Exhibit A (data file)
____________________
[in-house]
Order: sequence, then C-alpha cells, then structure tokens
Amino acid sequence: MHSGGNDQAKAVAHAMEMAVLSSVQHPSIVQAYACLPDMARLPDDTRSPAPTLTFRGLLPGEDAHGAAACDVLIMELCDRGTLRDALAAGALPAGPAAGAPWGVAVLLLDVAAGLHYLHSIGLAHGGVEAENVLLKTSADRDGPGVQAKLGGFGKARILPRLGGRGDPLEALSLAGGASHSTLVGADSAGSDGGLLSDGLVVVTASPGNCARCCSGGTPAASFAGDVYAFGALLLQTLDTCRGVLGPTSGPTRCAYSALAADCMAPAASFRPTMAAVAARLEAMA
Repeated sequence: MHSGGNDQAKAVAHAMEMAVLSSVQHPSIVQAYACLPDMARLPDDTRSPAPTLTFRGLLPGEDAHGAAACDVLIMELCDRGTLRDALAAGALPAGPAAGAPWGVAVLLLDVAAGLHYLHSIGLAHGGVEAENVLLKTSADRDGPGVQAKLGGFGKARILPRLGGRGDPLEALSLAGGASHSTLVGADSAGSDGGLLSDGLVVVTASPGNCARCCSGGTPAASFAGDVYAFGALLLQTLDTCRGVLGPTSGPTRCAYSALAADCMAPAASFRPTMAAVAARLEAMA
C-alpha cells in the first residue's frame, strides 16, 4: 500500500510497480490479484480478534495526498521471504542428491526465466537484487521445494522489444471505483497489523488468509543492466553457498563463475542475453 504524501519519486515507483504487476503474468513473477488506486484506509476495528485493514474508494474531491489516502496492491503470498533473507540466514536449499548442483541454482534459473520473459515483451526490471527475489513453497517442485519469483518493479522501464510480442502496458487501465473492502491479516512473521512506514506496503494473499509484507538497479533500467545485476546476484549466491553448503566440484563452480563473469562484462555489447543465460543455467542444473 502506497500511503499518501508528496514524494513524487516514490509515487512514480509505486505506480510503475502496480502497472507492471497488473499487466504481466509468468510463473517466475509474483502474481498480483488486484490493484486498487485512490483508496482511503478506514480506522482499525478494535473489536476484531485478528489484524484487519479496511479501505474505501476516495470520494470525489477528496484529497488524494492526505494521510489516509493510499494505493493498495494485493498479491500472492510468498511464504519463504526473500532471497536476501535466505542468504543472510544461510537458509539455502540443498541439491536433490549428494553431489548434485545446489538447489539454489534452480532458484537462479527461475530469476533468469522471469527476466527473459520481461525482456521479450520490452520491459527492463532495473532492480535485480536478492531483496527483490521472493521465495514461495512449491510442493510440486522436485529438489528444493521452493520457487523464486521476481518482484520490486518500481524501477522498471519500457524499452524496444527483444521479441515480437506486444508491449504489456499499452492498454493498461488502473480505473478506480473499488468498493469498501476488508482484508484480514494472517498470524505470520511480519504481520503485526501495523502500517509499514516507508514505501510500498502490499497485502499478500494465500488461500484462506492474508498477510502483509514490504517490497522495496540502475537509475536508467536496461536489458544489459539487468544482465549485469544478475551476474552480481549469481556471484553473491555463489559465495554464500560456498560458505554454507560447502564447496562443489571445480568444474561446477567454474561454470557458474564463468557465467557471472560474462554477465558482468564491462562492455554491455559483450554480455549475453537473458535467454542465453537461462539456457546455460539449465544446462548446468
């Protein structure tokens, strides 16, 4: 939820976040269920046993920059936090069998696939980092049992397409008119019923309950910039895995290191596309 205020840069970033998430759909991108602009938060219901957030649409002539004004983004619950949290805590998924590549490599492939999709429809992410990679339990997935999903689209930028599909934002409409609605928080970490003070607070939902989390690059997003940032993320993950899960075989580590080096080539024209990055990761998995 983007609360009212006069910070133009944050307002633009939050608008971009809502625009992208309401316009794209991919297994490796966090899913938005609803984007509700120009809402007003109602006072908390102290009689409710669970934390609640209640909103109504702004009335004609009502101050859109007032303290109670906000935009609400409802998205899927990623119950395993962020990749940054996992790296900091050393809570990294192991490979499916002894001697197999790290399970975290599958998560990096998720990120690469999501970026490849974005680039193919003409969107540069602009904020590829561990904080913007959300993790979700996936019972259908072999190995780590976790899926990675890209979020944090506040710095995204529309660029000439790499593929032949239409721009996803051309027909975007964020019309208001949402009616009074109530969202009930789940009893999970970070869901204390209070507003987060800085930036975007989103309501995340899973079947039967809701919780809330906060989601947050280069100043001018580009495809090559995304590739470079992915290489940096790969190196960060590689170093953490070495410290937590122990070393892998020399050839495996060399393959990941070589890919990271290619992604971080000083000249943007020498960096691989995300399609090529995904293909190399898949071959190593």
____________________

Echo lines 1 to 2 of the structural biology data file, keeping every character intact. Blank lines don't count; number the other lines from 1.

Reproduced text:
[in-house]
Order: sequence, then C-alpha cells, then structure tokens